Exploring agendas of patients attending family medicine clinics in Jordan. A qualitative content analysis study
Objectives: To explore concerns, beliefs, and expectations of patients who attend Family Medicine clinics in the University of Jordan Hospital, Amman, Jordan.
Methods: A qualitative descriptive design was used. Semi-structured interviews were conducted with 143 patients (84% females, mean age 45.3±17.8 years) between September and December 2016. A validated patient’s agenda form included open-ended questions on patients’ main concerns, beliefs, and expectations was used. A qualitative content analysis of answers was completed by coding answers into categories.
Results: A good aggregate inter-rater reliability for coding categories was found (κ-values ranging from 0.76-0.88). The most common concern of participants were the need to receive treatment for an acute illness, followed by the desire for clarification on health condition. Forty percent of participants believed that their symptoms were caused by a health condition rather than lifestyle, while 32.5% had no speculations related to the causes behind their symptoms. The highest percentage of patients expected doctors to provide information related to their health condition.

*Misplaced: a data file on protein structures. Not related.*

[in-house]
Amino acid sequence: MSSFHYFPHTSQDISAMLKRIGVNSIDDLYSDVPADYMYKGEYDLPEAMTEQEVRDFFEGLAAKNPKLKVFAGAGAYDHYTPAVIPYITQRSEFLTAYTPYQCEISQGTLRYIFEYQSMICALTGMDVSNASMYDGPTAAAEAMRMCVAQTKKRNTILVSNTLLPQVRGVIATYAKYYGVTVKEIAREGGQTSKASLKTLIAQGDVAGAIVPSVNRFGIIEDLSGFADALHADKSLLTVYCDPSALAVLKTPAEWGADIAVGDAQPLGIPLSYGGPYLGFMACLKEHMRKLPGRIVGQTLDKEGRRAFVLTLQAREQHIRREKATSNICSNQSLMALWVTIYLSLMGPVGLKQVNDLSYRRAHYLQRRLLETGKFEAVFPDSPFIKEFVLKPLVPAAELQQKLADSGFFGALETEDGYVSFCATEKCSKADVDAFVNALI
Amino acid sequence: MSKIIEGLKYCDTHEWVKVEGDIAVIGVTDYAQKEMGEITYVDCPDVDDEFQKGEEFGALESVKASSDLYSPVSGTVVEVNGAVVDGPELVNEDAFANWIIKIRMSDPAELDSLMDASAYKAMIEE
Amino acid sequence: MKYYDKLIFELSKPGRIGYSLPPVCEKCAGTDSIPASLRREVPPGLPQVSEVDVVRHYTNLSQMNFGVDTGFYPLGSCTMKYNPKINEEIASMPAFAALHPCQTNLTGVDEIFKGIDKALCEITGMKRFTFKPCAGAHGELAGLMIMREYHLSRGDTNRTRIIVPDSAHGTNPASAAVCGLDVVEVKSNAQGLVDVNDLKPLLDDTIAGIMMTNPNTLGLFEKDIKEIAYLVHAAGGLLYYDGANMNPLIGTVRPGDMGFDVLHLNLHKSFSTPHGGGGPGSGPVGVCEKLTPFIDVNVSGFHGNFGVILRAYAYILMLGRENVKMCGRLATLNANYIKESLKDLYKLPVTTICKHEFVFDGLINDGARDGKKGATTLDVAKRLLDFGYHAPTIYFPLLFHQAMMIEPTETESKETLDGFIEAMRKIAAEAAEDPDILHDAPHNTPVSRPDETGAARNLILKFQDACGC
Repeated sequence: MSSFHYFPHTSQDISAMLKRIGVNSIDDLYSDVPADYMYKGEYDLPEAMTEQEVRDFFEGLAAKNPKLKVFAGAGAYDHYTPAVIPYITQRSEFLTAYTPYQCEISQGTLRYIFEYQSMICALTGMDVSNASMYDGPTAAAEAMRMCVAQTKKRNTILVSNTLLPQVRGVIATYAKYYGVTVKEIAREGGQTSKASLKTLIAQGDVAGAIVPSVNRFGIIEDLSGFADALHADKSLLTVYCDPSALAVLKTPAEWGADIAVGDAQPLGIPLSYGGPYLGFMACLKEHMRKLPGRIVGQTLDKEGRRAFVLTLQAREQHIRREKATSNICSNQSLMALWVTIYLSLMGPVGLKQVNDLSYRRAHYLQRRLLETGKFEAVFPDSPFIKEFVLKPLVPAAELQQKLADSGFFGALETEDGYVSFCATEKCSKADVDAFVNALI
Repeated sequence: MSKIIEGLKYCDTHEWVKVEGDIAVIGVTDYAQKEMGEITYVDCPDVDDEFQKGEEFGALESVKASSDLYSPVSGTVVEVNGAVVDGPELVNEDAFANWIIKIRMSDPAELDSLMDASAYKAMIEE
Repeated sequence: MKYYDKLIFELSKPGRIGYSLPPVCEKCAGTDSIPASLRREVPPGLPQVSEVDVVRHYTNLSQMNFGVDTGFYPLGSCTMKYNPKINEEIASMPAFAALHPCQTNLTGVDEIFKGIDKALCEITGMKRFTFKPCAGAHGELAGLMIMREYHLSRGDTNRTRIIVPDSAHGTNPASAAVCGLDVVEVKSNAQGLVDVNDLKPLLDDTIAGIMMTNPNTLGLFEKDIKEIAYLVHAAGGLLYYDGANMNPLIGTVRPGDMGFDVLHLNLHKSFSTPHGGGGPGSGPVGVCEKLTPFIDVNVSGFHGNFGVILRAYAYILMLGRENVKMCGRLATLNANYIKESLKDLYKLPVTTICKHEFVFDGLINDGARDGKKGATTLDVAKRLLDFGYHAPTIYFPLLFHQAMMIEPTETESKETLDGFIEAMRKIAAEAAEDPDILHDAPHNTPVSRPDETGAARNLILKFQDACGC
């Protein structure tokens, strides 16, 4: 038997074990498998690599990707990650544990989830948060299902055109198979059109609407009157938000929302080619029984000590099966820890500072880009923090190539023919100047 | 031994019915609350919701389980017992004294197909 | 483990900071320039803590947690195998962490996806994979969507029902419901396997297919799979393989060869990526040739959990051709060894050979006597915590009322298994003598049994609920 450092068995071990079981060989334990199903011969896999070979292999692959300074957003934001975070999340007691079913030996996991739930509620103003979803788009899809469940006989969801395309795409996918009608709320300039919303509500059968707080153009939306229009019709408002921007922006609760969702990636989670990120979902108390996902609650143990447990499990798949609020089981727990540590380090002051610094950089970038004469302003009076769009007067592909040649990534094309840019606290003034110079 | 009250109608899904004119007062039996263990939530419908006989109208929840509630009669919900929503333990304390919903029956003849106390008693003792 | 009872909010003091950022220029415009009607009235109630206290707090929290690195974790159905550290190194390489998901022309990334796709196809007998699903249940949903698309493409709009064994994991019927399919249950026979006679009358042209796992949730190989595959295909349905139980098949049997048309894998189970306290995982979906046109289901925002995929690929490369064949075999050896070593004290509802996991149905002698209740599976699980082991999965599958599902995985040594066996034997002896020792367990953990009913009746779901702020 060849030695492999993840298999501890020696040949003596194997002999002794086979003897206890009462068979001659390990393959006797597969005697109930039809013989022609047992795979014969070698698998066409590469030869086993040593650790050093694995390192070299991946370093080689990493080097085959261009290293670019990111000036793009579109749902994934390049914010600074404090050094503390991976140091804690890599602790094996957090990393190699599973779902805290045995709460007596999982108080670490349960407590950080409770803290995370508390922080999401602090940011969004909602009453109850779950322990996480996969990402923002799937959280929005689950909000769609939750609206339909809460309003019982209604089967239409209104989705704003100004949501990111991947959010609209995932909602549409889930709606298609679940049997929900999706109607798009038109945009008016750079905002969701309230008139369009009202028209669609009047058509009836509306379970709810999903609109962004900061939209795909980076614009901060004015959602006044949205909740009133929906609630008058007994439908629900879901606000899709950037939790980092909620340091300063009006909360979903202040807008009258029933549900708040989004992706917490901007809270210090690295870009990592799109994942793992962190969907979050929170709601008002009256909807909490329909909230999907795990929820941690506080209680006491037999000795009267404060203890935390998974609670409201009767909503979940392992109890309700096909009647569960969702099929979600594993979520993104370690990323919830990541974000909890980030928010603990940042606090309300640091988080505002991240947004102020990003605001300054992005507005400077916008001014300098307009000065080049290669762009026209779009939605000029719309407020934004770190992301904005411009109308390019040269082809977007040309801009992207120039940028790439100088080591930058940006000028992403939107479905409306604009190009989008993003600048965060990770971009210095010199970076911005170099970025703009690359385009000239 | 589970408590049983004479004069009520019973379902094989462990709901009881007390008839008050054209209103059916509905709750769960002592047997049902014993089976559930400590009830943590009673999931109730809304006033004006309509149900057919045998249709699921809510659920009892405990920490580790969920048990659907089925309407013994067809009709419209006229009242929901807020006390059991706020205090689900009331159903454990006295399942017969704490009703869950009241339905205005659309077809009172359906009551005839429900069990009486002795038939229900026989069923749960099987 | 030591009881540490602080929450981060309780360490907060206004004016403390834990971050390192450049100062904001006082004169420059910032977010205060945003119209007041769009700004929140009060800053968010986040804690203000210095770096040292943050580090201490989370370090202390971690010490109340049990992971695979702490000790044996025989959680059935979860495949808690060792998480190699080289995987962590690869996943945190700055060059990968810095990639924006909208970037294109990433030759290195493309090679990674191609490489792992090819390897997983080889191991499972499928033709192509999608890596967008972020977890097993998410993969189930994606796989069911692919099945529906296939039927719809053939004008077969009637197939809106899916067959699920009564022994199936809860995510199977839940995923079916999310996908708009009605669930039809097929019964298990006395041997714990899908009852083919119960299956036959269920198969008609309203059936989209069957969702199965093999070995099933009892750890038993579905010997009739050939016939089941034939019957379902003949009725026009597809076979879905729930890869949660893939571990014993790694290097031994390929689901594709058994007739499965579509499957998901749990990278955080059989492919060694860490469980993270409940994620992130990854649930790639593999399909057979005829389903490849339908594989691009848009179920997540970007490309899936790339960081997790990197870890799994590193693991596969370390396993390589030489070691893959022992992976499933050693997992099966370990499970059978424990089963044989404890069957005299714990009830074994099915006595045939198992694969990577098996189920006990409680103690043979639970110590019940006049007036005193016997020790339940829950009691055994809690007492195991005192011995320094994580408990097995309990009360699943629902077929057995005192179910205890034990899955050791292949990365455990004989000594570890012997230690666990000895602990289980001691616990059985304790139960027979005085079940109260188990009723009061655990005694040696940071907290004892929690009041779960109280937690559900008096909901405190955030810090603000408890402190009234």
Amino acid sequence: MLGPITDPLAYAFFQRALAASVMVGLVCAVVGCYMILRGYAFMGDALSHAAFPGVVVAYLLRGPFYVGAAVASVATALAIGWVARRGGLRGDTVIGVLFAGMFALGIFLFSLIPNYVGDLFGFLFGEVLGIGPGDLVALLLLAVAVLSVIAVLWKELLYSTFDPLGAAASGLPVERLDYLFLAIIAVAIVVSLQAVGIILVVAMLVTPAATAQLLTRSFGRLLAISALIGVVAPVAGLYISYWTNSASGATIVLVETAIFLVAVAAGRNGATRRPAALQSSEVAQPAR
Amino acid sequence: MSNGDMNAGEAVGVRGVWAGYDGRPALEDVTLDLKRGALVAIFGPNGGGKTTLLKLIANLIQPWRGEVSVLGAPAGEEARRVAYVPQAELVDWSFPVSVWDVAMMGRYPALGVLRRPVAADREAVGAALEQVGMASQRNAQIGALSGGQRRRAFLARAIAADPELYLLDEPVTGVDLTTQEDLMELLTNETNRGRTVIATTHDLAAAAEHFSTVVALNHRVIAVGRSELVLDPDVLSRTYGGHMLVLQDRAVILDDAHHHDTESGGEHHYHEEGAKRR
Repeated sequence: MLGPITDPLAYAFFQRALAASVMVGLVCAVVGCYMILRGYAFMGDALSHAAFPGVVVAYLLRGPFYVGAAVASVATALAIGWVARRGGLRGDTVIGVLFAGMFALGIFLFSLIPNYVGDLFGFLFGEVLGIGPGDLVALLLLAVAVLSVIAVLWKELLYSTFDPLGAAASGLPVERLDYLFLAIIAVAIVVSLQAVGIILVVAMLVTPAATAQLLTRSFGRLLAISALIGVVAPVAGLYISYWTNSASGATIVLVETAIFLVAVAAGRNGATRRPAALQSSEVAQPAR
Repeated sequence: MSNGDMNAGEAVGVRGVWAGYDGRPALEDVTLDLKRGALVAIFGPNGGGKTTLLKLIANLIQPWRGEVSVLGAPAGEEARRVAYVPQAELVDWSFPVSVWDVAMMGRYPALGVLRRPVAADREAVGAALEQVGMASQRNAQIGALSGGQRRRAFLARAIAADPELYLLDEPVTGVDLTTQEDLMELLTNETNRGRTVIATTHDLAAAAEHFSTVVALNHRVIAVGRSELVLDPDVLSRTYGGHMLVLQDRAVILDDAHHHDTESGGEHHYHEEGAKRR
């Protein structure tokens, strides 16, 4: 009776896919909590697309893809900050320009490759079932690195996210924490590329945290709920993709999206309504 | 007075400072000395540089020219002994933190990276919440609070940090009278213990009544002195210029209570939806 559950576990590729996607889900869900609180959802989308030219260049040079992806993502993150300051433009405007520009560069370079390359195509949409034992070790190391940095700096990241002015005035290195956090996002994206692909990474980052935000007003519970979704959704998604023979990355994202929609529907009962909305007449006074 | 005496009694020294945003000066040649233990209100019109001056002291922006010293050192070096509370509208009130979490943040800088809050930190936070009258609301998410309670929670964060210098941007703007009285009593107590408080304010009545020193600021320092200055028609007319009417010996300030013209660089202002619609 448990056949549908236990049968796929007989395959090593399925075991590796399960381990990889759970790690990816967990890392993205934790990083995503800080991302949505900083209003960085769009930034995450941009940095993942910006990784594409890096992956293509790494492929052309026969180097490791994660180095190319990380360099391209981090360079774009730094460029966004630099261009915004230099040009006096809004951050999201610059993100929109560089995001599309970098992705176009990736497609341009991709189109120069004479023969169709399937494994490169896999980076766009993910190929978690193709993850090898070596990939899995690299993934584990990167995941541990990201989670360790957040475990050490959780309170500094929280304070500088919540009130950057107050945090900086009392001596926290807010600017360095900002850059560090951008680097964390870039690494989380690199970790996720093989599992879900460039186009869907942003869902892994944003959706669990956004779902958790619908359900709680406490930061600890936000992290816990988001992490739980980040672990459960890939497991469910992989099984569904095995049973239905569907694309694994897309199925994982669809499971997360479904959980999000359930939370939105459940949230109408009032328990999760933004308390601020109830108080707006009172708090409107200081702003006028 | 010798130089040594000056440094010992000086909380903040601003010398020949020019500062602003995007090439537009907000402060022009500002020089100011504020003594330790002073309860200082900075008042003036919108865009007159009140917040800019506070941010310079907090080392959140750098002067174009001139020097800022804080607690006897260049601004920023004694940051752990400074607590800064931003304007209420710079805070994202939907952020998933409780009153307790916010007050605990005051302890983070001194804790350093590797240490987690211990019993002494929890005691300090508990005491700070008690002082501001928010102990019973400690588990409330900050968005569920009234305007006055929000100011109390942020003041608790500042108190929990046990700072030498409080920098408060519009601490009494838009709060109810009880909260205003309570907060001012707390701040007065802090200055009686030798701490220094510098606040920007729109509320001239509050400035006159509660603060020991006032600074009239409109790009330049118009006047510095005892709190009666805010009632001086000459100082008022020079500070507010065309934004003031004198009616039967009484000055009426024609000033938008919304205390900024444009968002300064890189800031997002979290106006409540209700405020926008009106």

Conclusion: The most prominent needs of participants were the need for information and explanation regarding health condition. Family doctors are encouraged to use agenda forms to enhance patient communications and improve outcomes of consultations.
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